Myalgic Encephalopathy [ME] or Chronic Fatigue Syndrome [CFS] causes severe debilitating fatigue and affects up to 2.6 per cent of adults in Britain. New University of Bristol research, published today [15 Sep], into the impact of the illness on employment and productivity has estimated lost earnings of over £102 million a year to the UK economy.
The study, published in the journal BMC Health Services Research and led by academics at the Universitys School of Social and Community Medicine, is one of the first to have investigated factors associated with discontinuation of employment in patients with ME or CFS or quantified its impact on productivity.
Sufferers from ME or CFS experience persistent or recurrent debilitating fatigue. In many cases, people are housebound or confined to their bed for months or years, causing their lives to change drastically and continued employment to become impossible.
Funded by the National Institute for Health Research [NIHR] and Action for M.E. charity, the study examined data from 2,170 patients attending five specialist ME/CFS services to estimate earnings lost as a consequence of ME or CFS and the overall productivity costs to the UK economy.
The productivity costs among the 2,170 patients, estimated using average annual earnings data by sex and age group obtained from the Office for National Statistics, were equivalent to £44,515 (in men) per patient and £16,130 (in women) per patient. By extrapolating these estimates to the UK population, the researchers estimated that each year 4,424 working age adults with ME or CFS might be referred for specialist assessment, and that this group would have already incurred productivity costs of £102.2 million due to their illness by the time of the assessment.
Many ME or CFS sufferers continue to work despite the primary (fatigue and pain) and secondary effects (depression and anxiety) of the condition. Loss of physical capacity is the main reason for discontinuation of employment.
Dr Esther Crawley, lead author and Consultant Senior Lecturer at the University, said: Our findings are important because they show the long-term cost to society, which must be accounted for in estimates of the cost-effectiveness of ME or CFS interventions and service provision.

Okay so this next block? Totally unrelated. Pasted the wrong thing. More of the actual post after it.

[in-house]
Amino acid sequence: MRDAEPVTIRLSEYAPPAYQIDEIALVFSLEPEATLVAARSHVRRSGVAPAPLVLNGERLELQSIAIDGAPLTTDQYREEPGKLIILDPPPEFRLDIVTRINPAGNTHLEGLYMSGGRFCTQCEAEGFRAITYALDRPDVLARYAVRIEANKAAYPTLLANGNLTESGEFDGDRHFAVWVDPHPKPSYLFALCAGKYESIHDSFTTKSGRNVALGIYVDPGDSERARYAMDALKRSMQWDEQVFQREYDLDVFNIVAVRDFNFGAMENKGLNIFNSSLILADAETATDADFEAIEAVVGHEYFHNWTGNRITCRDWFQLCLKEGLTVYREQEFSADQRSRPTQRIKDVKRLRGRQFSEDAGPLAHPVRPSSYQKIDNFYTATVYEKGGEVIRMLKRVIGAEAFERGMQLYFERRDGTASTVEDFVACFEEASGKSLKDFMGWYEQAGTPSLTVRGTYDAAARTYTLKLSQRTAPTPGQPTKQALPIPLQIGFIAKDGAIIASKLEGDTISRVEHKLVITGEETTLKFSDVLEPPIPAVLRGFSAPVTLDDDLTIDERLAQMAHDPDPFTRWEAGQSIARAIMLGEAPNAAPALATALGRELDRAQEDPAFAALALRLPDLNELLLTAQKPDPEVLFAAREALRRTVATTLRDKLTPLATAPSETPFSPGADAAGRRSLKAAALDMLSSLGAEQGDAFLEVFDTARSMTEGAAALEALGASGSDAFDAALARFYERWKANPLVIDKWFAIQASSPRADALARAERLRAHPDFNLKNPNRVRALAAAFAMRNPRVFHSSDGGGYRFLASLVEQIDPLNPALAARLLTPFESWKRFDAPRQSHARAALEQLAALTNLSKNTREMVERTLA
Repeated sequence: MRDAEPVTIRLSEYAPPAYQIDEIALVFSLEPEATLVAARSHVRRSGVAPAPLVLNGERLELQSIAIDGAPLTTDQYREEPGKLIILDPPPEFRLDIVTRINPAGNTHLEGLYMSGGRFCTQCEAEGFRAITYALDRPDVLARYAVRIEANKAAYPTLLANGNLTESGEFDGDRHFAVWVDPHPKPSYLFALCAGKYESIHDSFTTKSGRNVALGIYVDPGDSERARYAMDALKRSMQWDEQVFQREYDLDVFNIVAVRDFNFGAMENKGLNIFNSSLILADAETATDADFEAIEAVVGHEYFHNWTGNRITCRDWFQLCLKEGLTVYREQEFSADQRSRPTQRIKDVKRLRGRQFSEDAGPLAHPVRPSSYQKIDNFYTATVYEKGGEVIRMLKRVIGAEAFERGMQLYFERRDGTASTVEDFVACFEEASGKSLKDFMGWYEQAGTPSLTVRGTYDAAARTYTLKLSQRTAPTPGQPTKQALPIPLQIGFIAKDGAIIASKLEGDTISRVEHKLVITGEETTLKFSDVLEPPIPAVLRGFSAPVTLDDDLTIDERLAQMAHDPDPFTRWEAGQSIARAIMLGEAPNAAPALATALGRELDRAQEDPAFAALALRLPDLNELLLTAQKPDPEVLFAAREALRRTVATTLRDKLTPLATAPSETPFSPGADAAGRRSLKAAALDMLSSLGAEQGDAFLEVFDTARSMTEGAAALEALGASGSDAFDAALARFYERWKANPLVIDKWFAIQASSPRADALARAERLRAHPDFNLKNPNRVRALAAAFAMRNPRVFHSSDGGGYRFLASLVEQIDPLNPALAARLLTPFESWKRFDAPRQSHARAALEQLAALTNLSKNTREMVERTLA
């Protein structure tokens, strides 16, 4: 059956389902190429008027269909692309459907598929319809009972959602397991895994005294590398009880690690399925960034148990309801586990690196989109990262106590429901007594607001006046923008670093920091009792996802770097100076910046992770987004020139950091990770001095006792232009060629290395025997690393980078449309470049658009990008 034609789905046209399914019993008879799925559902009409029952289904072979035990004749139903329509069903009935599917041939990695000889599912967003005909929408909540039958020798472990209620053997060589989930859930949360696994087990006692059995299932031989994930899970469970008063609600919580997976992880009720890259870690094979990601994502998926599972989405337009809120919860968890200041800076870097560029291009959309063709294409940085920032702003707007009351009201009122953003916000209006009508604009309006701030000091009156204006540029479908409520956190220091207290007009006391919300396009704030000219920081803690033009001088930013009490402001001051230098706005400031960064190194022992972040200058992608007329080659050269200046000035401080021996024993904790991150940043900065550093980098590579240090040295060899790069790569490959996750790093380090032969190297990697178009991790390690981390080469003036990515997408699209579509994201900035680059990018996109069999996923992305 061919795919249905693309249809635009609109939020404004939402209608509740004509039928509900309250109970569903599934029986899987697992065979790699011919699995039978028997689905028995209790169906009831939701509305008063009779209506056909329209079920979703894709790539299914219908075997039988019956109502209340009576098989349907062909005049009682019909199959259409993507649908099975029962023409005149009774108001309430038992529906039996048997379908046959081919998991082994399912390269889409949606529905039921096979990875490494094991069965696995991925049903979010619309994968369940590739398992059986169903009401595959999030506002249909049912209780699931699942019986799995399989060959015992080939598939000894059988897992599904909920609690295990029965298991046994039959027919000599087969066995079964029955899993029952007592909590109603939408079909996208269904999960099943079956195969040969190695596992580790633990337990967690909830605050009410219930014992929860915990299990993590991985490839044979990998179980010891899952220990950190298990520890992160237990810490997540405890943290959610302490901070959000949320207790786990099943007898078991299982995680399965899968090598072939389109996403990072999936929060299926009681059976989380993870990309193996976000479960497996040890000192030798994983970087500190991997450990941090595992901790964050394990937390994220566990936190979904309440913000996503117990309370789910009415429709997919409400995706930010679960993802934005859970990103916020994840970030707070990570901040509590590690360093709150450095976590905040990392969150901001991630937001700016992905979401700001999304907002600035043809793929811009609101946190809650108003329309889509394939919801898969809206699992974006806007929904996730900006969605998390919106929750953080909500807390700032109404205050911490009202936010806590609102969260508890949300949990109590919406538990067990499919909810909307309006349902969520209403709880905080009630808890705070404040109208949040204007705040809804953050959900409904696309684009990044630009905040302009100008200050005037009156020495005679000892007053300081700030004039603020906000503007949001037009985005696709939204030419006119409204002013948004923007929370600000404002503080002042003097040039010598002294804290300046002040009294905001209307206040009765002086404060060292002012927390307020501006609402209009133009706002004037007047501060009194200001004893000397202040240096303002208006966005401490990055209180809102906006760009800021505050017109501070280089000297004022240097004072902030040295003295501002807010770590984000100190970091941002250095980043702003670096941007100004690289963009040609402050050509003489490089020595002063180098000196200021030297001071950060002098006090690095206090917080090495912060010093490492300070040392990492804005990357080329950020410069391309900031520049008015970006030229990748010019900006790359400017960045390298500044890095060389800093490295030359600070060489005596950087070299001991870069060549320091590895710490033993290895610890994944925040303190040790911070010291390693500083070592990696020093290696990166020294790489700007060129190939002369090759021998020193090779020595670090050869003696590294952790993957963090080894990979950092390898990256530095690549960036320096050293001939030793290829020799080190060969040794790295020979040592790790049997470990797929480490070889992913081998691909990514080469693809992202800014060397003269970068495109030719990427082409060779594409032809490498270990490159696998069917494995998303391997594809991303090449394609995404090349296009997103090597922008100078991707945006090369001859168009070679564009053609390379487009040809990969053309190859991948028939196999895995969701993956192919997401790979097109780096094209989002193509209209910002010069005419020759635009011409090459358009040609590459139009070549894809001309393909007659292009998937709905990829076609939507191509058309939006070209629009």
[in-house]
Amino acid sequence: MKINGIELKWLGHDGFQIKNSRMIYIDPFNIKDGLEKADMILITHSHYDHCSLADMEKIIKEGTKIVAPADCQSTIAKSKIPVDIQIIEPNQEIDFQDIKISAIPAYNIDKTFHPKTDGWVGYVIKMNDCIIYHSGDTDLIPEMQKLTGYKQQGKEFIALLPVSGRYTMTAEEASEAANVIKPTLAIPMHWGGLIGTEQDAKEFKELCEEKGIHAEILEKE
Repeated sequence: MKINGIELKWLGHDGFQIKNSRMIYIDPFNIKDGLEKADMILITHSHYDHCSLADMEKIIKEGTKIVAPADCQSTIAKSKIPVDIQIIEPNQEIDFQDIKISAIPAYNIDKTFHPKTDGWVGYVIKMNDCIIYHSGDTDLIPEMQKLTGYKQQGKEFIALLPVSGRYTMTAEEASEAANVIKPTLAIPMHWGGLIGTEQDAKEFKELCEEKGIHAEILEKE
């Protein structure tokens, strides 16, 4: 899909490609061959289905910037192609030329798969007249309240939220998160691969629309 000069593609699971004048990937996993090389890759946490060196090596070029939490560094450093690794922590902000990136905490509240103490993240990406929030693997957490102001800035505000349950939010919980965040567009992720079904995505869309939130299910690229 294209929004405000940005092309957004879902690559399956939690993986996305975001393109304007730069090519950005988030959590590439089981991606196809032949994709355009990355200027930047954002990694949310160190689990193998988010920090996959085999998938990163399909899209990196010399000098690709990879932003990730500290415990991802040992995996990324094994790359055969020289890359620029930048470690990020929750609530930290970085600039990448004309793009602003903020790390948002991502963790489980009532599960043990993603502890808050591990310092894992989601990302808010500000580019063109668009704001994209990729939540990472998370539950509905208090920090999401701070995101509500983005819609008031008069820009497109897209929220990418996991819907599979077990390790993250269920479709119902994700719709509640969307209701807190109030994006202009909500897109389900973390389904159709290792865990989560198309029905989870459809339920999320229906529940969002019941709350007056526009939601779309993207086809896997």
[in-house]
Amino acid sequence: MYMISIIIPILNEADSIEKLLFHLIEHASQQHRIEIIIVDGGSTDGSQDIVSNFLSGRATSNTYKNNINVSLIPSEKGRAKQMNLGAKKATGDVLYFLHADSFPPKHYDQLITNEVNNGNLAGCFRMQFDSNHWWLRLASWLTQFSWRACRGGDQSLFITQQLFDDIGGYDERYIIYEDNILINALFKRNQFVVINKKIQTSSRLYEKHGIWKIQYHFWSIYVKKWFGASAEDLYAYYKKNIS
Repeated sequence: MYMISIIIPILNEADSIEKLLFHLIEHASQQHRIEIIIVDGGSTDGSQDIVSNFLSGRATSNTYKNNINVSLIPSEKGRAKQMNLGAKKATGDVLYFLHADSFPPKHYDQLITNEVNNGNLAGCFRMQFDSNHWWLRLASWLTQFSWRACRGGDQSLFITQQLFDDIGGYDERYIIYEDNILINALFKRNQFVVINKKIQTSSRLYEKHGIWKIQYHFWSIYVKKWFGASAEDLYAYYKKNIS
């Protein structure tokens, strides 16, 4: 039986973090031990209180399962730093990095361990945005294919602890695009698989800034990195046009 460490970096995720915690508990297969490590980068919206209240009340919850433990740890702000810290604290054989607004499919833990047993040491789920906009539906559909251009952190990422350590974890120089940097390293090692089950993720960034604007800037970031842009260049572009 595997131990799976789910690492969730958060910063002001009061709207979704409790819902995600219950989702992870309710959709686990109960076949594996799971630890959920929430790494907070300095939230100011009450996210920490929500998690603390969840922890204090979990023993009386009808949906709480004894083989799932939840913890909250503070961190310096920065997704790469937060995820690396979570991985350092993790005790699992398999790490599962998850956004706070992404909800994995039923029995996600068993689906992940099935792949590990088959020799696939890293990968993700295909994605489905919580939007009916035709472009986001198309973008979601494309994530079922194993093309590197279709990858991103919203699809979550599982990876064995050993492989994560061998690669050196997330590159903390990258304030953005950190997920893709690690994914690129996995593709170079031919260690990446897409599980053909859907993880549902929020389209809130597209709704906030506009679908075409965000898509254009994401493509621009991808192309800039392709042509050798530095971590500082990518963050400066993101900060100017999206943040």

In addition to this indirect cost to the UK economy, health resource use and welfare payments impose direct costs, and families of patients must bear the costs of informal care, often reducing their own working hours. In young adults, disruption of education reduces productivity in later years. Above and beyond these financial costs, ME or CFS has a huge impact on quality of life.
Sir Peter Spencer, CEO of Action for M.E., who welcomed these research findings, commented: "The key message for the Government and for the Department of Health is that the financial costs of failing to address this illness properly are much greater than the money required to set up proper NHS specialist services in all areas and to fund much needed scientific research.
"In addition to the moral imperative, there is clearly a powerful economic argument for addressing the needs of this greatly neglected patient group."
Colin Barton, Chair, Sussex and Kent ME/CFS Society, added: There is an urgent need for more adequate NHS provision for those affected by this often life-ruining illness that is costing so much."
The study entitled The impact of CFS/ME on employment and productivity in the UK: a cross-sectional study based on CFS/ME National Outcomes Database by Simon Collin, Esther Crawley, Margaret May, Jonathan Sterne and William Hollingworth is published in the journal BMC Health Services Research, funded by the National Institute for Health Research [NIHR] and co-funded by Action for M.E.